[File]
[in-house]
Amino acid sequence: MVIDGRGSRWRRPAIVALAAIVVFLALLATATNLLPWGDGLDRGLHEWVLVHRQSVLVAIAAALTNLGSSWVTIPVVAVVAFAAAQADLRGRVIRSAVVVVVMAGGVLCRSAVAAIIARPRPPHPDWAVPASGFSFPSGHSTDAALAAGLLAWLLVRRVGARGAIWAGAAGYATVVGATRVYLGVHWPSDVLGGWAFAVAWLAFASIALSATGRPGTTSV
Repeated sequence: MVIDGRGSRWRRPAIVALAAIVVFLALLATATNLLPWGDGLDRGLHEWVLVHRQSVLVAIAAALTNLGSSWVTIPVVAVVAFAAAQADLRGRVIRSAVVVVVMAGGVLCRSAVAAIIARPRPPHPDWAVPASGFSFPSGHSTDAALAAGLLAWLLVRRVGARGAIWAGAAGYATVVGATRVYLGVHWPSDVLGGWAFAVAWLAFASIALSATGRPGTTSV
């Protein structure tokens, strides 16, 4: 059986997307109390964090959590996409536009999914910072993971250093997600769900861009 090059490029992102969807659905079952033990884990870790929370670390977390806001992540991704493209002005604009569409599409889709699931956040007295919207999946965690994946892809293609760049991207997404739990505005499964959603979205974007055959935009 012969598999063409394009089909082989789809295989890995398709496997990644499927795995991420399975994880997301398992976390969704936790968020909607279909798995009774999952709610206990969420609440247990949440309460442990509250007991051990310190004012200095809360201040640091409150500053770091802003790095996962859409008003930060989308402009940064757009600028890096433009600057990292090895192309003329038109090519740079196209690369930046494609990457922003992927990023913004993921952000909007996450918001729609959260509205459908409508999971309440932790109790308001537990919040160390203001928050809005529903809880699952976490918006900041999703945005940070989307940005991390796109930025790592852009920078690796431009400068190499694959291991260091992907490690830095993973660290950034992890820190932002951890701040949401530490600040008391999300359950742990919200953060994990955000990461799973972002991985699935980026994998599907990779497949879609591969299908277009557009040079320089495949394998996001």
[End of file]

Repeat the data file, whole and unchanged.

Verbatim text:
[in-house]
Amino acid sequence: MVIDGRGSRWRRPAIVALAAIVVFLALLATATNLLPWGDGLDRGLHEWVLVHRQSVLVAIAAALTNLGSSWVTIPVVAVVAFAAAQADLRGRVIRSAVVVVVMAGGVLCRSAVAAIIARPRPPHPDWAVPASGFSFPSGHSTDAALAAGLLAWLLVRRVGARGAIWAGAAGYATVVGATRVYLGVHWPSDVLGGWAFAVAWLAFASIALSATGRPGTTSV
Repeated sequence: MVIDGRGSRWRRPAIVALAAIVVFLALLATATNLLPWGDGLDRGLHEWVLVHRQSVLVAIAAALTNLGSSWVTIPVVAVVAFAAAQADLRGRVIRSAVVVVVMAGGVLCRSAVAAIIARPRPPHPDWAVPASGFSFPSGHSTDAALAAGLLAWLLVRRVGARGAIWAGAAGYATVVGATRVYLGVHWPSDVLGGWAFAVAWLAFASIALSATGRPGTTSV
């Protein structure tokens, strides 16, 4: 059986997307109390964090959590996409536009999914910072993971250093997600769900861009 090059490029992102969807659905079952033990884990870790929370670390977390806001992540991704493209002005604009569409599409889709699931956040007295919207999946965690994946892809293609760049991207997404739990505005499964959603979205974007055959935009 012969598999063409394009089909082989789809295989890995398709496997990644499927795995991420399975994880997301398992976390969704936790968020909607279909798995009774999952709610206990969420609440247990949440309460442990509250007991051990310190004012200095809360201040640091409150500053770091802003790095996962859409008003930060989308402009940064757009600028890096433009600057990292090895192309003329038109090519740079196209690369930046494609990457922003992927990023913004993921952000909007996450918001729609959260509205459908409508999971309440932790109790308001537990919040160390203001928050809005529903809880699952976490918006900041999703945005940070989307940005991390796109930025790592852009920078690796431009400068190499694959291991260091992907490690830095993973660290950034992890820190932002951890701040949401530490600040008391999300359950742990919200953060994990955000990461799973972002991985699935980026994998599907990779497949879609591969299908277009557009040079320089495949394998996001």